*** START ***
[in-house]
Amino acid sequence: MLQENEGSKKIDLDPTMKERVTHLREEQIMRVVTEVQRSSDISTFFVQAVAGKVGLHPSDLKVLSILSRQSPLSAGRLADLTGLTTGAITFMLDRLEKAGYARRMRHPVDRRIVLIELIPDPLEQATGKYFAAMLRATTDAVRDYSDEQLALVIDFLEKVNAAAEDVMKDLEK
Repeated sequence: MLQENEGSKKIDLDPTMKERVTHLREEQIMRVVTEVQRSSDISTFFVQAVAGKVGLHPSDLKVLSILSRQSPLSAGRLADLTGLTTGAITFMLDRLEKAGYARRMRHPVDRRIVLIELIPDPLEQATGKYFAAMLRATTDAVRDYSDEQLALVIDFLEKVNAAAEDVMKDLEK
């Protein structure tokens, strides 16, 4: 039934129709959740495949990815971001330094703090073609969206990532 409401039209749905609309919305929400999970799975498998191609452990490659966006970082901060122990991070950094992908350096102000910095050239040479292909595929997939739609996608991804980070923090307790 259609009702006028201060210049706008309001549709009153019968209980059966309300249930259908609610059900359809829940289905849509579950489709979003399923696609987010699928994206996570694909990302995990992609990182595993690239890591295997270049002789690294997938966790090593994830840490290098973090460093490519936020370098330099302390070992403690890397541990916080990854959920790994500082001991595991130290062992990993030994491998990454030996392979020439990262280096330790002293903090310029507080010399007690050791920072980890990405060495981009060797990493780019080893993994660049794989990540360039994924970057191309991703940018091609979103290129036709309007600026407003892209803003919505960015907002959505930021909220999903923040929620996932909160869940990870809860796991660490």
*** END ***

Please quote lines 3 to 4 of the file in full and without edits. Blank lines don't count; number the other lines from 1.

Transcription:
Repeated sequence: MLQENEGSKKIDLDPTMKERVTHLREEQIMRVVTEVQRSSDISTFFVQAVAGKVGLHPSDLKVLSILSRQSPLSAGRLADLTGLTTGAITFMLDRLEKAGYARRMRHPVDRRIVLIELIPDPLEQATGKYFAAMLRATTDAVRDYSDEQLALVIDFLEKVNAAAEDVMKDLEK
């Protein structure tokens, strides 16, 4: 039934129709959740495949990815971001330094703090073609969206990532 409401039209749905609309919305929400999970799975498998191609452990490659966006970082901060122990991070950094992908350096102000910095050239040479292909595929997939739609996608991804980070923090307790 259609009702006028201060210049706008309001549709009153019968209980059966309300249930259908609610059900359809829940289905849509579950489709979003399923696609987010699928994206996570694909990302995990992609990182595993690239890591295997270049002789690294997938966790090593994830840490290098973090460093490519936020370098330099302390070992403690890397541990916080990854959920790994500082001991595991130290062992990993030994491998990454030996392979020439990262280096330790002293903090310029507080010399007690050791920072980890990405060495981009060797990493780019080893993994660049794989990540360039994924970057191309991703940018091609979103290129036709309007600026407003892209803003919505960015907002959505930021909220999903923040929620996932909160869940990870809860796991660490």